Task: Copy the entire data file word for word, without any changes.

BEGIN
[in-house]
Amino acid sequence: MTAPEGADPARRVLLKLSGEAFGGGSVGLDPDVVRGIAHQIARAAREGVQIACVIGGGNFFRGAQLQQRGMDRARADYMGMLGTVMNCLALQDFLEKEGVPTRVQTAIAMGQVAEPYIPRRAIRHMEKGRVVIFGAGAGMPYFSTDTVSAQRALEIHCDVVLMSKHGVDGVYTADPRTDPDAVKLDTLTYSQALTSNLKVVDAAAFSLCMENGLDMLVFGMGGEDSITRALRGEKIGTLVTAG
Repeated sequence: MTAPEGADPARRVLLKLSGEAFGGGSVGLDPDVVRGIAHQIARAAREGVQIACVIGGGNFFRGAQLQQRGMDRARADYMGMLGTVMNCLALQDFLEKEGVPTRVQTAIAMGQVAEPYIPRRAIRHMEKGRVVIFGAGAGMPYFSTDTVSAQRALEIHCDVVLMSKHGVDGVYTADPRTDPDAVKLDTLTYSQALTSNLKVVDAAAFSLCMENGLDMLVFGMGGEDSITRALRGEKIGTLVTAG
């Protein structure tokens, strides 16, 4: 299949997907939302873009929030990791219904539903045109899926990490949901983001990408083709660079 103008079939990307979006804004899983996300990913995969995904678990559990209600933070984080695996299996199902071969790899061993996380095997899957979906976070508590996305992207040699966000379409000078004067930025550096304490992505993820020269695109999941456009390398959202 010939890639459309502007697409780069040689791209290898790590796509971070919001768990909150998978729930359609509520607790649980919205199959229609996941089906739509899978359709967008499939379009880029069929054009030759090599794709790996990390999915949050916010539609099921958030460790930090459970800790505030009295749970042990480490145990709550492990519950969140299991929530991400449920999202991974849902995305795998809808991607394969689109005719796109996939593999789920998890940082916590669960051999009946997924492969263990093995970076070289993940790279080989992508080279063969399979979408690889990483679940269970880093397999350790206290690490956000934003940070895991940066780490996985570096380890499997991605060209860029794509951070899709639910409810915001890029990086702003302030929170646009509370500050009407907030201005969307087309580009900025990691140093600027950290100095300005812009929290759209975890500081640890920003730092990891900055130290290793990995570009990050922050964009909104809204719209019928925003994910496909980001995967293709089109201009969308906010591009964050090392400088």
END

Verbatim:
[in-house]
Amino acid sequence: MTAPEGADPARRVLLKLSGEAFGGGSVGLDPDVVRGIAHQIARAAREGVQIACVIGGGNFFRGAQLQQRGMDRARADYMGMLGTVMNCLALQDFLEKEGVPTRVQTAIAMGQVAEPYIPRRAIRHMEKGRVVIFGAGAGMPYFSTDTVSAQRALEIHCDVVLMSKHGVDGVYTADPRTDPDAVKLDTLTYSQALTSNLKVVDAAAFSLCMENGLDMLVFGMGGEDSITRALRGEKIGTLVTAG
Repeated sequence: MTAPEGADPARRVLLKLSGEAFGGGSVGLDPDVVRGIAHQIARAAREGVQIACVIGGGNFFRGAQLQQRGMDRARADYMGMLGTVMNCLALQDFLEKEGVPTRVQTAIAMGQVAEPYIPRRAIRHMEKGRVVIFGAGAGMPYFSTDTVSAQRALEIHCDVVLMSKHGVDGVYTADPRTDPDAVKLDTLTYSQALTSNLKVVDAAAFSLCMENGLDMLVFGMGGEDSITRALRGEKIGTLVTAG
């Protein structure tokens, strides 16, 4: 299949997907939302873009929030990791219904539903045109899926990490949901983001990408083709660079 103008079939990307979006804004899983996300990913995969995904678990559990209600933070984080695996299996199902071969790899061993996380095997899957979906976070508590996305992207040699966000379409000078004067930025550096304490992505993820020269695109999941456009390398959202 010939890639459309502007697409780069040689791209290898790590796509971070919001768990909150998978729930359609509520607790649980919205199959229609996941089906739509899978359709967008499939379009880029069929054009030759090599794709790996990390999915949050916010539609099921958030460790930090459970800790505030009295749970042990480490145990709550492990519950969140299991929530991400449920999202991974849902995305795998809808991607394969689109005719796109996939593999789920998890940082916590669960051999009946997924492969263990093995970076070289993940790279080989992508080279063969399979979408690889990483679940269970880093397999350790206290690490956000934003940070895991940066780490996985570096380890499997991605060209860029794509951070899709639910409810915001890029990086702003302030929170646009509370500050009407907030201005969307087309580009900025990691140093600027950290100095300005812009929290759209975890500081640890920003730092990891900055130290290793990995570009990050922050964009909104809204719209019928925003994910496909980001995967293709089109201009969308906010591009964050090392400088």